The Night Watchman – Watercolour

This week I decided to try to paint something quite quickly since I’m still unwell. So I painted this forest scene with no sketching, no planning (except some planning in my head) and three brushes –

  • a hake brush for the background wash (this is a big flat brush which is great for covering big areas).
  • an old mop brush for the undergrowth and bushes (this is a scruffy blobby fat little brush which is great for textures).
  • a rigger for the trees (this is a brush with really long thin soft bristles and is great for drawing lines).

I painted a graded wash for the background going from a French Ultramarine (dulled with a tiny bit of Payne’s Grey) through a Winsor Blue (with a hint of Phalo blue) to Paynes Grey (with a tiny bit of Phalo blue as well.)

Then, once it was dried I added some bushes with dilute paint and gradually worked forward with the undergrowth using darker and more saturated paint as I went.

Once this was dry I painted in the trees, again working from the trees furthest away first using very dilute paint and then working on closer and closer trees with darker more distinct lines. The rigger is such a good brush for this. I love it. It makes them look good without any effort on my part.

Finally I added a Great Horned Owl in one fo the trees and gave him some fierce orange eyes – he is the night watchmen of the picture. It took longer than I expected to finish because I had to dry different layers with a hair dryer and my hair dryer kept on overheating and stopping. Overall it was about 40 minutes. Then I went back to bed.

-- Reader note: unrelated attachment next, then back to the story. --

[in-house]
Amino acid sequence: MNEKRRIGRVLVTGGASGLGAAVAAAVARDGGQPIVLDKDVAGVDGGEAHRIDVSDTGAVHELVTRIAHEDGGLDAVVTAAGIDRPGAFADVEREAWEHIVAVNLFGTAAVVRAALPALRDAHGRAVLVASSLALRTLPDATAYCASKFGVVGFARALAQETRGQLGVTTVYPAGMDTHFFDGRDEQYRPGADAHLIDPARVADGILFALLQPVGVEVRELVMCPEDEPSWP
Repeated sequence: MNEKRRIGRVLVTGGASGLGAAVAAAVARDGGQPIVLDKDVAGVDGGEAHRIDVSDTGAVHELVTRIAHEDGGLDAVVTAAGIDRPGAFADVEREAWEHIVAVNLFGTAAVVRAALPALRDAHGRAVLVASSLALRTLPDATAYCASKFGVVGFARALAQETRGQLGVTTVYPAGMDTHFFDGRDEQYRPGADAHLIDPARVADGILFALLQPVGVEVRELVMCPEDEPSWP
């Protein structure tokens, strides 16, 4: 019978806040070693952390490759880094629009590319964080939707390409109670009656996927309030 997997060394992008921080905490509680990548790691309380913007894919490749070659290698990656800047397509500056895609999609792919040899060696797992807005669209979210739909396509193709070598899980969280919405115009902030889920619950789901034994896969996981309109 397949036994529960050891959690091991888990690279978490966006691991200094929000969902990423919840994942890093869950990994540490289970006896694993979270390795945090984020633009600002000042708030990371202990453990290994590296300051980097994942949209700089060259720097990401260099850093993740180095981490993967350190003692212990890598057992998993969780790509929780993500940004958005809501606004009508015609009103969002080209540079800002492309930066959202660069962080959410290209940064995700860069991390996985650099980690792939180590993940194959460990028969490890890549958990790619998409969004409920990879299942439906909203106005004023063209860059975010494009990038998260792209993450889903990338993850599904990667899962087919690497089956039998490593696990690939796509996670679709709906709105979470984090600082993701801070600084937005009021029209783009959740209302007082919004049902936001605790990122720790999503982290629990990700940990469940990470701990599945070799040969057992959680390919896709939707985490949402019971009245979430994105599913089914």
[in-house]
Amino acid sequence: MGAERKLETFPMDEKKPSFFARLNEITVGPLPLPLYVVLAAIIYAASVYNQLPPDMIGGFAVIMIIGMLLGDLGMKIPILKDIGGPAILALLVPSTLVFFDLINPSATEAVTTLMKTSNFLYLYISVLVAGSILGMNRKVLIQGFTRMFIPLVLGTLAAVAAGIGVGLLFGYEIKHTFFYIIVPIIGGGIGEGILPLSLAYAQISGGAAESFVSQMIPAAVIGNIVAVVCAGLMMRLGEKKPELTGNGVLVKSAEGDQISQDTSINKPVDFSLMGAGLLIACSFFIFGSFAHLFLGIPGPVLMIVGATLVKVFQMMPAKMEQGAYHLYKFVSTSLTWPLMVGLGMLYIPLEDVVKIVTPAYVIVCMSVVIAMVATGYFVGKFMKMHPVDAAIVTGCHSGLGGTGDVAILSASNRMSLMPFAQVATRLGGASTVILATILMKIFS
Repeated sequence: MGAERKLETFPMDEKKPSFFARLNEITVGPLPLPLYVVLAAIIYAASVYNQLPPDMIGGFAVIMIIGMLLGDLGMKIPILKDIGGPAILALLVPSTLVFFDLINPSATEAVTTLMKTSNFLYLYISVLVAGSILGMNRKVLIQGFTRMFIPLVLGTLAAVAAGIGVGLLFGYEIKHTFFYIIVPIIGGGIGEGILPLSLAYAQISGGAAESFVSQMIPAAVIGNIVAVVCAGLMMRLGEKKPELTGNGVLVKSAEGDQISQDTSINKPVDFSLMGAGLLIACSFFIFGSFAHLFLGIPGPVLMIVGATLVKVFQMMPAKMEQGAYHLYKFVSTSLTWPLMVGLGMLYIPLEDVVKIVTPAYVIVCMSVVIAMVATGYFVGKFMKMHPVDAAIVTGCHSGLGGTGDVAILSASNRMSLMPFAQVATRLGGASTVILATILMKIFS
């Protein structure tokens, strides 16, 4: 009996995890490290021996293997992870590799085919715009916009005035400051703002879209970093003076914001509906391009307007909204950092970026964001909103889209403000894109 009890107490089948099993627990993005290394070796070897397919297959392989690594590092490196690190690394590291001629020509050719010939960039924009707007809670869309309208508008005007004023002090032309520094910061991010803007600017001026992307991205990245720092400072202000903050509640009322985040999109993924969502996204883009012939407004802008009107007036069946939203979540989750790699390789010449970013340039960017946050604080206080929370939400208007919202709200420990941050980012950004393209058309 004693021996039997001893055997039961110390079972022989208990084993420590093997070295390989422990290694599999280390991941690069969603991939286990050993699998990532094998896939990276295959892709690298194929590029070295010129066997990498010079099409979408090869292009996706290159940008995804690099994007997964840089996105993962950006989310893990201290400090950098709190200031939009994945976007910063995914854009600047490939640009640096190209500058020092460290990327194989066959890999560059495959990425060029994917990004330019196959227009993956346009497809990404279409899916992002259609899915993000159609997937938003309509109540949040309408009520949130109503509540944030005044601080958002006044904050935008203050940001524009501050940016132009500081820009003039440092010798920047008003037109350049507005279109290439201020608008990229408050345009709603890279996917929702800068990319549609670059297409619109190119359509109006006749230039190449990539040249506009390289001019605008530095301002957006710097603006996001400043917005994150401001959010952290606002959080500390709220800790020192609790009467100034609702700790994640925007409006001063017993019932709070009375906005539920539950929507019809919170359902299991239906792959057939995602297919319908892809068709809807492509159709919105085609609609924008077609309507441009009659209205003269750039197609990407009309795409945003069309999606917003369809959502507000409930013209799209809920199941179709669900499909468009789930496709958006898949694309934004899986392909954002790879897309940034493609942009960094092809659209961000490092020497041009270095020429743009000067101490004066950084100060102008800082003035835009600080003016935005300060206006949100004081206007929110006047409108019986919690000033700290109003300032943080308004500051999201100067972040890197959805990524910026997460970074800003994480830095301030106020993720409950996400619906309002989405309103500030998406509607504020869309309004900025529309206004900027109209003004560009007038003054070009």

Here is the final picture…

A Short Digital Light Exercise

This week’s art is a digital lighting exercise. The aim was to try to find a way to show light reflecting off a wet surface in a really simple way. I gave myself 30 minutes for this exercise and no reference materials just to see what I could come up with from imagination alone.

I decided to draw a city scene at night in the rain. Here’s the sketch I began with…

Once I had my basic drawing mapped out I painted in the colour from the back of the scene to the front. Like this…

Once I had all of my colour in I pulled the image into Photoshop. Then I added some rain in blues and yellows and reworked my tonal values to produce my final image…

The drawing and painting did take half an hour and then I spent another 10 minutes or so playing about in Photoshop after that.

I was pleased with the way the light shone through the material of the lady’s umbrella and the relative brightness of the street lamps. I would have like to do something more for the headlights of the car but without reference I could’t work out how that would look. At the time I gave myself an excuse that the lights were nearly head-on and dipped for in-town driving so I didn’t have to do much, but thinking about it now, just putting some light in front of teh car ont eh road would have helped.